Some people limit their tree to a simple “we win/we lose,” despite the fact that there may be multiple underlying questions the jury or judge will deal with that will influence the ultimate outcome of the case — evidentiary rulings, alternative causes of action, potential defenses, and other uncertainties. The parties and their lawyers would end up with a better evaluation of their overall chances of winning and losing if they would model these underlying issues and influences in a larger tree and then use probability arithmetic to arrive at the overall result. [Editor’s Note: More on the process can be found in Marc’s article, “Interpreting a Decision Tree Analysis of a Lawsuit,” available on the articles page at litigationrisk.com.]
Too many novice users of decision trees jump immediately from building the tree to filling in their probabilities. But a probability that’s thrown onto the tree without first thinking rigorously about what the judge or jury will be weighing at trial won’t be as good as one made after doing so. The “List of Reasons” is a summary of factors — pro and con — that the judge or jury will consider in deciding who should win each of the uncertainties represented on the decision tree. This might be information on hand, such as key documents already in the file, but it might also include facts that could be uncovered in discovery, as well as witness strength, sympathy of the parties, and more. [Editor’s Note: For more on Lists of Reasons, see pages 12-8 to 12-9 in “Evaluating Legal Risks and Costs with Decision Tree Analysis,” which is reprinted available on the articles page at litigationrisk.com; it also appears in the ACC’s Successful Partnering Between Inside and Outside Counsel.]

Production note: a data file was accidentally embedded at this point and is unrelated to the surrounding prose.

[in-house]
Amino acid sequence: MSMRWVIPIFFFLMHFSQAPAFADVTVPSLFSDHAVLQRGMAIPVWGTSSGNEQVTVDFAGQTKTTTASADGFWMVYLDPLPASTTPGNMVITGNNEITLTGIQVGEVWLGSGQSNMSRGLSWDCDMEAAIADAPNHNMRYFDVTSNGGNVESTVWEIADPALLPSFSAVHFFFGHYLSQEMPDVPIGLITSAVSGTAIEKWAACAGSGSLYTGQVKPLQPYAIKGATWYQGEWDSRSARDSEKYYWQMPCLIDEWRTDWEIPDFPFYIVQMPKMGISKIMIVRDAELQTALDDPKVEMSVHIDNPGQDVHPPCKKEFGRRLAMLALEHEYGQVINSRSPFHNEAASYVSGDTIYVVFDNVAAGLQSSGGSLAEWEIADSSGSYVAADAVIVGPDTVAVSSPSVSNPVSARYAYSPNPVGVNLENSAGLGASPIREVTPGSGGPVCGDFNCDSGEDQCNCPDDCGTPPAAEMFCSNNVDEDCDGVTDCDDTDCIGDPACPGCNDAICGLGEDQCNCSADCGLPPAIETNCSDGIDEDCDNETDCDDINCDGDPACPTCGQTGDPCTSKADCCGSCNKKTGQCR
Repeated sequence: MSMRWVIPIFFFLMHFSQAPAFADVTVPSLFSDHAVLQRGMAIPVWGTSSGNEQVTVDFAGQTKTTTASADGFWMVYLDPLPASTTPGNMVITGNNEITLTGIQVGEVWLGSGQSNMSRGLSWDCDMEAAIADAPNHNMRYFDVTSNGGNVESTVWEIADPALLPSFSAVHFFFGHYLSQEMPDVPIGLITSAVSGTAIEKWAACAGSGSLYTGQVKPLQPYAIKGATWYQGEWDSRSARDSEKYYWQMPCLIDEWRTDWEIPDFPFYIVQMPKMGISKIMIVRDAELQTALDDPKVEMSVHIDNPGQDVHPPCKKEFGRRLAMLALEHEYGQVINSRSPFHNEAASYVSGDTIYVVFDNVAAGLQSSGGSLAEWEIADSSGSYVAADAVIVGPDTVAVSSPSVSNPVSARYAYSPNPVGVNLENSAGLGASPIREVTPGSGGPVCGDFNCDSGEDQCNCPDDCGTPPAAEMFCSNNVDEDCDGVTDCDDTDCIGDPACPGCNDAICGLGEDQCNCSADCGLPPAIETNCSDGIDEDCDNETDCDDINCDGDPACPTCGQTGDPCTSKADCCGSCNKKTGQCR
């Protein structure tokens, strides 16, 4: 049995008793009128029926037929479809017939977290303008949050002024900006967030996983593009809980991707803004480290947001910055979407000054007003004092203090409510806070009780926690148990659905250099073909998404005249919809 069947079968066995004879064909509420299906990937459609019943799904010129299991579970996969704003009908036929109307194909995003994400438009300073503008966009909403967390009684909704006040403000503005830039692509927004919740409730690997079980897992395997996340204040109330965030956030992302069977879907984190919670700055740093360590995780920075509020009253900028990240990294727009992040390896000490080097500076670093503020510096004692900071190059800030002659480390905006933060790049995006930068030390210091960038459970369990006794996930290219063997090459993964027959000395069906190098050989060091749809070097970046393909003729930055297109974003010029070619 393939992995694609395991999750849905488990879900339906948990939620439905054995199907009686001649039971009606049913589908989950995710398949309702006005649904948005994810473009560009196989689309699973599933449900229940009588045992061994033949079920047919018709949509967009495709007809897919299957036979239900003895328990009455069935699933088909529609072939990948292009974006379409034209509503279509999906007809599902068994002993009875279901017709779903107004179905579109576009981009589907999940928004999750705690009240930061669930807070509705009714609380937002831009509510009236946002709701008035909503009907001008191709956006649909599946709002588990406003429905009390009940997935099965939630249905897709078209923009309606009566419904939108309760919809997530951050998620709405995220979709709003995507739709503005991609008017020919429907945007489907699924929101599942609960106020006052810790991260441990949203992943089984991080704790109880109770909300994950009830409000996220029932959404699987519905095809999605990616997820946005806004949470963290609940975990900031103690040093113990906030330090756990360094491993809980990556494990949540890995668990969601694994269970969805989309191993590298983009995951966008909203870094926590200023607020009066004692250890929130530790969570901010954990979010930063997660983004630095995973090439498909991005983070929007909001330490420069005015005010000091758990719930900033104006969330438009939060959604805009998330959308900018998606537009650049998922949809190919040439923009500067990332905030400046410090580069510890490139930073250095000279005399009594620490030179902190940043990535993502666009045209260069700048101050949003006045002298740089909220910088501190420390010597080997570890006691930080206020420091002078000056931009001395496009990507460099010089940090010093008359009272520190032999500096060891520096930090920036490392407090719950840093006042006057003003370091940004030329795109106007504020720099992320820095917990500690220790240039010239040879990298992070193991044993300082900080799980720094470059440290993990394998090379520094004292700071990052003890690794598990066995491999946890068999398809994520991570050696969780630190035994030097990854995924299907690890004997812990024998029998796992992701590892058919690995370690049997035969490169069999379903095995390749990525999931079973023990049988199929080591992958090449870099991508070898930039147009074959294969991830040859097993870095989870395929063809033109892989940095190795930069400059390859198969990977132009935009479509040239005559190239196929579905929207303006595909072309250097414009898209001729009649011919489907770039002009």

The decision tree should be updated whenever there are new developments that would cause a significant change either to the structure of the tree itself (such as when a new cause of action is plead) or to the probabilities (because of what’s learned as discovery progresses, for example). In addition, it’s usually a good idea to review and update your analysis prior to making a settlement decision or prior to a mediation.
Those are almost always privileged and highly confidential, but the one on page 2 of my paper “Interpreting a Decision Tree Analysis of a Lawsuit” is a good start. [Editor’s note: This article is available here and a .pdf of that analysis is available on Settlement Perspectives by clicking here.]
As users become more advanced, I often see them putting multiple causes of action in separate trees when they should be in one tree or, if they know they should be in one tree, linking the causes of action together incorrectly. Either of these mistakes will cause the calculation of case value to be wrong. I also sometimes see them making trees more complicated — more academic — than they should be, forgetting that an effective decision tree should mirror the more streamlined, simpler approach juries often take when presented with complicated cases.
I use TreeAge Pro exclusively. It was co-founded by Morris Raker, a Boston lawyer, after attending one of my seminars in the 1980s, and it can ship with a manual I wrote for litigators. [Editor’s Note: Additional providers of decision analysis software are listed within the comments to our first post on decision tree analysis in litigation.]
Come back next week for more of our interview of Marc Victor. You’ll be glad you did.